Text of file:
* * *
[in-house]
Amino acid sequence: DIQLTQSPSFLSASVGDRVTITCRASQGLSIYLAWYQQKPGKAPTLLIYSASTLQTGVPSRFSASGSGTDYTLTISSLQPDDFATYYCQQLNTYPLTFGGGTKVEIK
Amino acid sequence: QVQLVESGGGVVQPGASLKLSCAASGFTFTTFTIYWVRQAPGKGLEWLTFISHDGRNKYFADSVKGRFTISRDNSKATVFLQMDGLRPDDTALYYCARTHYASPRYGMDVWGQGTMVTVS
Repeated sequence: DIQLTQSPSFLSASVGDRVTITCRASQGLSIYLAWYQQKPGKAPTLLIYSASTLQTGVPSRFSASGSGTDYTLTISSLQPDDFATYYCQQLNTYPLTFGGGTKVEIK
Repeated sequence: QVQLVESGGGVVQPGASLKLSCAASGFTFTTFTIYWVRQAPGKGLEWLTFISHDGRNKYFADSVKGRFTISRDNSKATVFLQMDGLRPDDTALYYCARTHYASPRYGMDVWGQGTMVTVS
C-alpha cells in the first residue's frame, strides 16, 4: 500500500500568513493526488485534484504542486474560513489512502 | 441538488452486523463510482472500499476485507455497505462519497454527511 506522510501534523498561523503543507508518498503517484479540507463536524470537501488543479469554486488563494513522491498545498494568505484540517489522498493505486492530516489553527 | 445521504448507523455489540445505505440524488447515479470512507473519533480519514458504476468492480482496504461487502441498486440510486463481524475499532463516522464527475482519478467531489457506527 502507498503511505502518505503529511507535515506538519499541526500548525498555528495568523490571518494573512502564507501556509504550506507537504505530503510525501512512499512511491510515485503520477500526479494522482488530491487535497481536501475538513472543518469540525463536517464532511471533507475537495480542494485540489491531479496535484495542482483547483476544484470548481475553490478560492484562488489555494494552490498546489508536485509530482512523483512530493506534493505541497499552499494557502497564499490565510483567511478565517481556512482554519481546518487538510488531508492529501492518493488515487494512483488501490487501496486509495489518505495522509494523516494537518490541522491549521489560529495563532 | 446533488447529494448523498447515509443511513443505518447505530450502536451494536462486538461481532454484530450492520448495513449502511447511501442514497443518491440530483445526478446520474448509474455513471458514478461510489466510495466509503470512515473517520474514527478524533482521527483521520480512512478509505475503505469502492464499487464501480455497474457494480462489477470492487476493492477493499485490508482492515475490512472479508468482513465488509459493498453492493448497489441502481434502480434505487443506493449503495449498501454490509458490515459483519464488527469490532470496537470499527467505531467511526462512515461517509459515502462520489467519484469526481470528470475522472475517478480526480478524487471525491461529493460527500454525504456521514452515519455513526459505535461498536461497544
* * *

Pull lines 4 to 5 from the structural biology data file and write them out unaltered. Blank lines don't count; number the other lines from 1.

Repeated sequence: DIQLTQSPSFLSASVGDRVTITCRASQGLSIYLAWYQQKPGKAPTLLIYSASTLQTGVPSRFSASGSGTDYTLTISSLQPDDFATYYCQQLNTYPLTFGGGTKVEIK
Repeated sequence: QVQLVESGGGVVQPGASLKLSCAASGFTFTTFTIYWVRQAPGKGLEWLTFISHDGRNKYFADSVKGRFTISRDNSKATVFLQMDGLRPDDTALYYCARTHYASPRYGMDVWGQGTMVTVS